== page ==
Health & Safety Code, section 11166.12 provides that the specific drugs named therein, one of which is dihydrohydroxycodeinone, are excepted from the requirement of writing narcotic prescriptions on official triplicate blanks. Appellant argues that this section and section 11200 indicate that the Legislature intended that certain quantities of codeine as well as certain compounds were not as dangerous as to require the same extent of regulation as the other narcotics enumerated in sections 11001 and 11002. The record does not indicate whether Percodan can be obtained without a prescription. However, there is uncontroverted evidence that the pills found in the possession of the appellant were dispensed by a licensed pharmacist to one Blumquist, who was arrested with the appellant. RT 36–38. It was stipulated that the prescription was issued to Blumquist by a physician. Appellant further argues that under the rule of statutory construction that special statutes govern general statutes (Code of Civil Proc. § 1859; Cohn v. Isensee, 45 Cal.App. 531, 188 P. 279; Division of Labor Law Enforcement v. Moroney, 28 Cal.2d 344, 170 P.2d 3), the prohibitive provisions of the general statute (§ 11500) do not control the special provision of sections 11166.12 and 11200.

Even if this argument were accepted, the special provision here in issue, refers only to preparations containing less than a certain amount of codeine, not dihydrohydroxycodeinone, a codeine derivative. It is also a general rule of law that in the construction of a statute, the function of the court is ‘* * * simply to ascertain and declare what is in terms or in substance contained therein, not to insert what has been omitted, or to omit what has been inserted; and where there are several provisions or particulars, such a construction is, if possible, to be adopted as will give effect to all.’ Code of Civ.Proc. § 1858. Admittedly, it is no great burden on the prosecution to require that in cases like this one, the quantitative amount of the narcotic substance present be proved. While such a requirement is desirable, the Legislature did not see fit to include it in the statutory scheme, and it is not the function of this court to do so. The legislative history indicates that the Legislature was aware of the existence of codeine derivatives. In 1951, dihydrohydroxycodeinone was added to the provisions of section 11166.12. Section 11200 was amended in 1953 and no mention was made of codeine derivatives. Even if the omission of codeine derivatives from the language of section 11200 was due to legislative error or oversight as appellant contends, it is not within the power of this court to correct such an error.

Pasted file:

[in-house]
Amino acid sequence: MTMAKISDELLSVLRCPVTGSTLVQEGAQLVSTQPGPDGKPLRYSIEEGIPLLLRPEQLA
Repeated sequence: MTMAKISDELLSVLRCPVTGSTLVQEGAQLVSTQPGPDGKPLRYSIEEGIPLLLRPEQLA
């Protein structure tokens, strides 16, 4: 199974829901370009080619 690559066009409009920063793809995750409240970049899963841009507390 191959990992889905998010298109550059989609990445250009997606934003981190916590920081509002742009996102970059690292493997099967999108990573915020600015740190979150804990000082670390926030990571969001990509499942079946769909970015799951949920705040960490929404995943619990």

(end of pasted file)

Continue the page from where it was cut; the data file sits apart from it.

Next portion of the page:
In view of the foregoing, the judgment of conviction must be affirmed.

Judgment affirmed.

I concur.